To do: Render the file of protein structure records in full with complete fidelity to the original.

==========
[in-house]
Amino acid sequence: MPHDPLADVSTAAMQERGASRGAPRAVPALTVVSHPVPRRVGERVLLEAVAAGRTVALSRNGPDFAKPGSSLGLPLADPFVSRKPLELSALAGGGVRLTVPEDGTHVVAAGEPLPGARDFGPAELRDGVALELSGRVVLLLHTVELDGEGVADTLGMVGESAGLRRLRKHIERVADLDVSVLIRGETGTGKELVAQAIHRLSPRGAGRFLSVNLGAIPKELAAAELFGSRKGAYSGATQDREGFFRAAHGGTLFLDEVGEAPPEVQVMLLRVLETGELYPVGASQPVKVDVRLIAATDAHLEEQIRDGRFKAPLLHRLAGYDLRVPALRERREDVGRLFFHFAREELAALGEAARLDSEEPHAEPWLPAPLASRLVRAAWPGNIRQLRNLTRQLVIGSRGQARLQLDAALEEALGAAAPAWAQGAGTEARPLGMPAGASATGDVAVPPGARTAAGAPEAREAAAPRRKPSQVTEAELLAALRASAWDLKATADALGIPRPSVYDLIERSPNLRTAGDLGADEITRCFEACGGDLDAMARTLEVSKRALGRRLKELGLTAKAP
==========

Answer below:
[in-house]
Amino acid sequence: MPHDPLADVSTAAMQERGASRGAPRAVPALTVVSHPVPRRVGERVLLEAVAAGRTVALSRNGPDFAKPGSSLGLPLADPFVSRKPLELSALAGGGVRLTVPEDGTHVVAAGEPLPGARDFGPAELRDGVALELSGRVVLLLHTVELDGEGVADTLGMVGESAGLRRLRKHIERVADLDVSVLIRGETGTGKELVAQAIHRLSPRGAGRFLSVNLGAIPKELAAAELFGSRKGAYSGATQDREGFFRAAHGGTLFLDEVGEAPPEVQVMLLRVLETGELYPVGASQPVKVDVRLIAATDAHLEEQIRDGRFKAPLLHRLAGYDLRVPALRERREDVGRLFFHFAREELAALGEAARLDSEEPHAEPWLPAPLASRLVRAAWPGNIRQLRNLTRQLVIGSRGQARLQLDAALEEALGAAAPAWAQGAGTEARPLGMPAGASATGDVAVPPGARTAAGAPEAREAAAPRRKPSQVTEAELLAALRASAWDLKATADALGIPRPSVYDLIERSPNLRTAGDLGADEITRCFEACGGDLDAMARTLEVSKRALGRRLKELGLTAKAP